Measure fuel level in closed tank ?

Discussion in 'Homework Help' started by ArFa, Sep 30, 2013.

  1. ArFa

    Thread Starter New Member

    Apr 24, 2011
    9
    0
    Hi all,
    Please can you give me any idea about how to measure fuel level in a closed tank ?
    Please, remind that we can't make any hole in that tank!
     
  2. Sensacell

    Well-Known Member

    Jun 19, 2012
    1,127
    266
    Please provide more information:

    Define "fuel"
    is the tank pressurized or vented?
    What is the tank made out of?
    how big is it?

    Context is everything.
     
  3. ArFa

    Thread Starter New Member

    Apr 24, 2011
    9
    0
    thanks for your reply.
    what you mean: define "fuel" ?
    I want to measure genset fuel level, I don't know that what is the tank made out of.
    I know that his weight may be up to 3 ton.
     
  4. tubeguy

    Well-Known Member

    Nov 3, 2012
    1,157
    197
    You could put the tank on a scale. Weigh the tank when empty, then weigh it when full. Calculate the fuel level based on the weight difference.

    In a real world application, the connections to the tank must be flexible so they don't affect the weight readings. The empty weight can be tared (zeroed), to then read the fuel weight directly. The readout could be calibrated to display gallons, liters, etc.
     
    Last edited: Sep 30, 2013
  5. sirch2

    Well-Known Member

    Jan 21, 2013
    1,008
    351
    You could possibly use a flow meter on the fuel line? I.e. measure how much you have taken out of the tank rather than how much is in it.

    Or, just a thought, is the filler cap directly on top of the tank? If so you could presumably modify the filler cap to include an ultrasonic transducer
     
  6. Metalmann

    Active Member

    Dec 8, 2012
    700
    223


    The tank weighs 3 tons?

    Full, or empty?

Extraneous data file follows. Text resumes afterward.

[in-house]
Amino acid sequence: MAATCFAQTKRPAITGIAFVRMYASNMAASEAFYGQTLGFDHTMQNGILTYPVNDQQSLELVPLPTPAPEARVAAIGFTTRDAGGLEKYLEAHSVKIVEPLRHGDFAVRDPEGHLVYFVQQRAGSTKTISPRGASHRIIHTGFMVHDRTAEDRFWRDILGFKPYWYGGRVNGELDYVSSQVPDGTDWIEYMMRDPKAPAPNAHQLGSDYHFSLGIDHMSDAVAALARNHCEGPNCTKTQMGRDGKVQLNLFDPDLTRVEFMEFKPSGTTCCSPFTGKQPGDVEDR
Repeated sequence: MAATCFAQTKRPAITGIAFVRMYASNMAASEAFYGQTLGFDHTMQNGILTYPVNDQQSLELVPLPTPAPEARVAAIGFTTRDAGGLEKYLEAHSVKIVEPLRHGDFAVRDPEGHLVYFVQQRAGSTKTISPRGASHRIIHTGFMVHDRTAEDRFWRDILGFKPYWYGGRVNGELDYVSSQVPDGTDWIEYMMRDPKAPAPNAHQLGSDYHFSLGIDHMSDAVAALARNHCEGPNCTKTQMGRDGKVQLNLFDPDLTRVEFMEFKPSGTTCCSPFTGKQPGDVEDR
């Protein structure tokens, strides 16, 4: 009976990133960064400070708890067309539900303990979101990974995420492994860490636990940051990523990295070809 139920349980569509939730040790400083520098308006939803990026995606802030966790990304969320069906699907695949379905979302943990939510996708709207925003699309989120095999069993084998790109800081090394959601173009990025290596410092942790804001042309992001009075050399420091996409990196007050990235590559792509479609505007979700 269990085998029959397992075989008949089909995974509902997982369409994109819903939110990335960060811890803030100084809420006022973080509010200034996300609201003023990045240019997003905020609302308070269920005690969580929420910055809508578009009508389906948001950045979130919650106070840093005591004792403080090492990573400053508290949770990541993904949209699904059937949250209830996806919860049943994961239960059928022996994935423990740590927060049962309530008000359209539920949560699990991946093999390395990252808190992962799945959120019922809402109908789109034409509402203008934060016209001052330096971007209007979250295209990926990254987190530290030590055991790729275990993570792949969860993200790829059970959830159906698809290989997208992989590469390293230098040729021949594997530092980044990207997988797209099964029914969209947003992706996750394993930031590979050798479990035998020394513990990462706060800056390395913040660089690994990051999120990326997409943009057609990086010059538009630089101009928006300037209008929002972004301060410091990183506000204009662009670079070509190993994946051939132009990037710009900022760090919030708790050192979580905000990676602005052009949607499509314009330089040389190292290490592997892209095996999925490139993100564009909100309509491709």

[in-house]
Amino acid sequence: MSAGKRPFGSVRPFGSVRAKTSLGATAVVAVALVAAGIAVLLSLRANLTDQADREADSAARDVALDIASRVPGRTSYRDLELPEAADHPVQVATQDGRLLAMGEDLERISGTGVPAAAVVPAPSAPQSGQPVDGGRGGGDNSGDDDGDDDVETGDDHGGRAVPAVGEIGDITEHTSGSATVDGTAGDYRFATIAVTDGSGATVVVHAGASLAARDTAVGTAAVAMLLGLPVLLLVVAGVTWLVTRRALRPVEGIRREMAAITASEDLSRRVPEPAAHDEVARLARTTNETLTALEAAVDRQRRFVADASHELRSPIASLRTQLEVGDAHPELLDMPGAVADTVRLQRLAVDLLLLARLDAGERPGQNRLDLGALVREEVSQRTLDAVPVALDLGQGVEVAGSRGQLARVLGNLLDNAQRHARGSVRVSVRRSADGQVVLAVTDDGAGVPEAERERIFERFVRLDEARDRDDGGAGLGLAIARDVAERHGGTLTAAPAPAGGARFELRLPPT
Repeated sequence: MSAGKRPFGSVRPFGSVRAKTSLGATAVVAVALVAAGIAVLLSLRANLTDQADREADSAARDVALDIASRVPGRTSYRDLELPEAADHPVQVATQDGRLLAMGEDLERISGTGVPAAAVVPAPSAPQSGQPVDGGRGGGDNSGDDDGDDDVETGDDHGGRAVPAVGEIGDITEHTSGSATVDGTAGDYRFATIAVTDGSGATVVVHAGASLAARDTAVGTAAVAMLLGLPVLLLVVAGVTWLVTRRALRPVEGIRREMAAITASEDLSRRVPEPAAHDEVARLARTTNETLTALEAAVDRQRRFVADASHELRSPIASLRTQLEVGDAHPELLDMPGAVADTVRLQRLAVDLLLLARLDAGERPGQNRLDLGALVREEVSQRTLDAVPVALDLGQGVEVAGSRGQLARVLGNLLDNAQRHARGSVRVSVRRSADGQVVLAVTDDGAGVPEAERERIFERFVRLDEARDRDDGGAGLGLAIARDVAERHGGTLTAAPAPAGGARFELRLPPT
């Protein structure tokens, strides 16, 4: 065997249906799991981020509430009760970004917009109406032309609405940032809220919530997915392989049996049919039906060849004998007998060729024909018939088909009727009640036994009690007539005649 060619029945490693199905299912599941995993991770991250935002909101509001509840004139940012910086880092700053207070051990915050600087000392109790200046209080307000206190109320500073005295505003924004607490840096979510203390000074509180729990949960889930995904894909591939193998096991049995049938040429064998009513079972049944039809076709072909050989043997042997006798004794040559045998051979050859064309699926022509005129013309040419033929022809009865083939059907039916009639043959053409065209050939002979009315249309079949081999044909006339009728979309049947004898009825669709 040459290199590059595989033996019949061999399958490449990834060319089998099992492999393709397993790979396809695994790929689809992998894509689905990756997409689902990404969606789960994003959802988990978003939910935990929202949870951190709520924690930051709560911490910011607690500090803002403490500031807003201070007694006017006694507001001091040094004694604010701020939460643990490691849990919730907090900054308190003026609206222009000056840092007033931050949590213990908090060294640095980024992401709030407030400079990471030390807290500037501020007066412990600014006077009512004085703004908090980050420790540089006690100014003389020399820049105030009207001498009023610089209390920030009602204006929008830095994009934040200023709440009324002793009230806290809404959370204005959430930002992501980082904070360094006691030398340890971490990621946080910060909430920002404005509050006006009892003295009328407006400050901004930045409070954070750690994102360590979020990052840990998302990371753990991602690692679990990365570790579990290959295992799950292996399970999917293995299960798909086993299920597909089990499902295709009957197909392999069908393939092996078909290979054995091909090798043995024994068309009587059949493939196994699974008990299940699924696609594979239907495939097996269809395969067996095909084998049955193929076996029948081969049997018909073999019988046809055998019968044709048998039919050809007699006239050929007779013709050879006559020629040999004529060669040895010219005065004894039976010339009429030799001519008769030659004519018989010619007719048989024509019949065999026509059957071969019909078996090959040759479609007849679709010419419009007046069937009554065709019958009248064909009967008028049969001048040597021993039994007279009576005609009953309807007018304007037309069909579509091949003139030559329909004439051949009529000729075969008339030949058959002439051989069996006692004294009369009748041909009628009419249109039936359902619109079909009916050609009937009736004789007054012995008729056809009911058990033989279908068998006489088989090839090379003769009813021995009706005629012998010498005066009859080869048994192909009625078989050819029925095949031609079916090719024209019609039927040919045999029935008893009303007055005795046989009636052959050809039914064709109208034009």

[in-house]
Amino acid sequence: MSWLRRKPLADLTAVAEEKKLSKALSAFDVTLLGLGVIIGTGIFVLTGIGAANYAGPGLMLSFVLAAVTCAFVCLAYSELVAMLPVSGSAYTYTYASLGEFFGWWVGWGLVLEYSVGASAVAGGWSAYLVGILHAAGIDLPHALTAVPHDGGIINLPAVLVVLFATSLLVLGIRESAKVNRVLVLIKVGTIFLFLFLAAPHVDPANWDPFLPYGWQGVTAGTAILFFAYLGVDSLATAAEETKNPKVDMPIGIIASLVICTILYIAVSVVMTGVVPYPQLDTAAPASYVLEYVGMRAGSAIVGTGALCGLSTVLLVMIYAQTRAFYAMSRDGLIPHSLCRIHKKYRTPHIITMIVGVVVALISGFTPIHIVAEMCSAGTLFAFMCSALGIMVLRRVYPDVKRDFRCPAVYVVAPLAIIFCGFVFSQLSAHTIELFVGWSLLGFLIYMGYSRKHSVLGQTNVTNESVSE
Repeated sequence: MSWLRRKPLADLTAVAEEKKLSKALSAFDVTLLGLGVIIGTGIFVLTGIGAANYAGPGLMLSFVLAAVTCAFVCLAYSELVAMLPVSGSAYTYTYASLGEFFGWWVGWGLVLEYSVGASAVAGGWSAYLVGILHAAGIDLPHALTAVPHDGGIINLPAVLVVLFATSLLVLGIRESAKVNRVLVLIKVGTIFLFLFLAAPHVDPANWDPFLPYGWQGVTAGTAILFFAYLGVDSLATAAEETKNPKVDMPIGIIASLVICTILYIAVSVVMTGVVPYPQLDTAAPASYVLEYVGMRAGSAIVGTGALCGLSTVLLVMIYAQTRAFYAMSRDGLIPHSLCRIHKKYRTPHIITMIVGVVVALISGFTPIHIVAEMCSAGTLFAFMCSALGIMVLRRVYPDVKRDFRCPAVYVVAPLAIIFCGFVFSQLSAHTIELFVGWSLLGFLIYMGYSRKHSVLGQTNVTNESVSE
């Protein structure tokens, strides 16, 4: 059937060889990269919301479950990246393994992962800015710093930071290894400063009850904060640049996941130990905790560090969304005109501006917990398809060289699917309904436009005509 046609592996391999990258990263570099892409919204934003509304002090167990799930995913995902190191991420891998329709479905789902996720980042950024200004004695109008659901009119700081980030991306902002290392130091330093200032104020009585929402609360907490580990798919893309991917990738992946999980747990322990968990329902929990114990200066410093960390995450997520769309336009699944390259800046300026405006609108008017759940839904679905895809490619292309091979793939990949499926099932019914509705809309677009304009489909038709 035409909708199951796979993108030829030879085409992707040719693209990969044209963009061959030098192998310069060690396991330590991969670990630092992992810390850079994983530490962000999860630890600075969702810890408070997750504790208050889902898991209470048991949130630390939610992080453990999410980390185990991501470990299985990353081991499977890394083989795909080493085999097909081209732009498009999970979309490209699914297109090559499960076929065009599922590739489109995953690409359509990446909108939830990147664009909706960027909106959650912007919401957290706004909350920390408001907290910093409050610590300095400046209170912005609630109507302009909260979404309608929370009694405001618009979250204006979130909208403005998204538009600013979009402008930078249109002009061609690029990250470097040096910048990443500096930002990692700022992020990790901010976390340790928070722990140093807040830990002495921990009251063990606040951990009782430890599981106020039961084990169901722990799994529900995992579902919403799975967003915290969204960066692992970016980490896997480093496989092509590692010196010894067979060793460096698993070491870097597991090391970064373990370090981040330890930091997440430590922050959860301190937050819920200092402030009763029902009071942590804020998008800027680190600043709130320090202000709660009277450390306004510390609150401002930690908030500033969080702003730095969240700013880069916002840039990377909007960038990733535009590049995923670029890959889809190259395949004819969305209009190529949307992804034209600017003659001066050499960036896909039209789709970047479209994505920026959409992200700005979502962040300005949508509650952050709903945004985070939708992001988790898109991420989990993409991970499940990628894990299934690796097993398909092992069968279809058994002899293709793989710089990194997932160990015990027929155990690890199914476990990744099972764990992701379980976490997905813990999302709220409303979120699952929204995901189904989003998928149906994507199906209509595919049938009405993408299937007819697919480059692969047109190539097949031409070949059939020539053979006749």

There has to be an opening where they fill it.
    Use a stick gauge.
     
  7. wayneh

    Expert

    Sep 9, 2010
    12,087
    3,027
    The normal solution in industrial settings would be load cells with the info communicated to the control room. Without that, you need to stick the tank once in a while and keep track of in and out. Level sensors are not uncommon either. For instance you could use a sight glass connected to the outlet. It all depends on how much you can spend, how timely and precise the reading needs to be, the importance of the data and so on. There is no single answer.

    If this is a trick question and no access to the inside is possible, and the tare weight is unknown, the answer may involve trying to sense the liquid level from the outside, like by rapping your knuckles on the tank.
     
  8. ArFa

    Thread Starter New Member

    Apr 24, 2011
    9
    0
    Thank you for your replies,
    the most common I received is to measure the weight of the tank and calibrate the measurements for fuel level, but do you think it's precise?
    The issue is to measure fuel level of genset or power generator. Do you have any other idea ?
     
  9. sirch2

    Well-Known Member

    Jan 21, 2013
    1,008
    351
    I suggested two other ideas above, how many do you want?
     
  10. Alec_t

    AAC Fanatic!

    Sep 17, 2013
    5,766
    1,101
    If the fuel is a liquid you could perhaps mount an audio transducer and mic on the outside of the tank, drive the transducer with a frequency sweep and detect tank resonances for known fuel contents in a calibration run.
     
  11. wayneh

    Expert

    Sep 9, 2010
    12,087
    3,027
    Weight is by far more precise when you want to know how much of something is in the tank. If you really want to know the volume, then you need calibration of the vessel, and you need to know the temperature and composition of what's in the tank so that you can calculate density and then volume from the weight. So if you really want volume, or percent full, another method might be simpler.

    FWIW, even though you supposedly buy gasoline by volume at the pump, it's temperature is measured and an adjustment is applied (in the pump's computer) to correct back to a standard temperature, I think it's 60°F in the U.S. So you're really buying it by mass. Twenty gallons of gas delivered at the pump is not really 20 gallons, it's 20 standard gallons at 60°F. If you live in a hot region, it might be delivered at 70°F and it would actually be more than 20 gallons.
     
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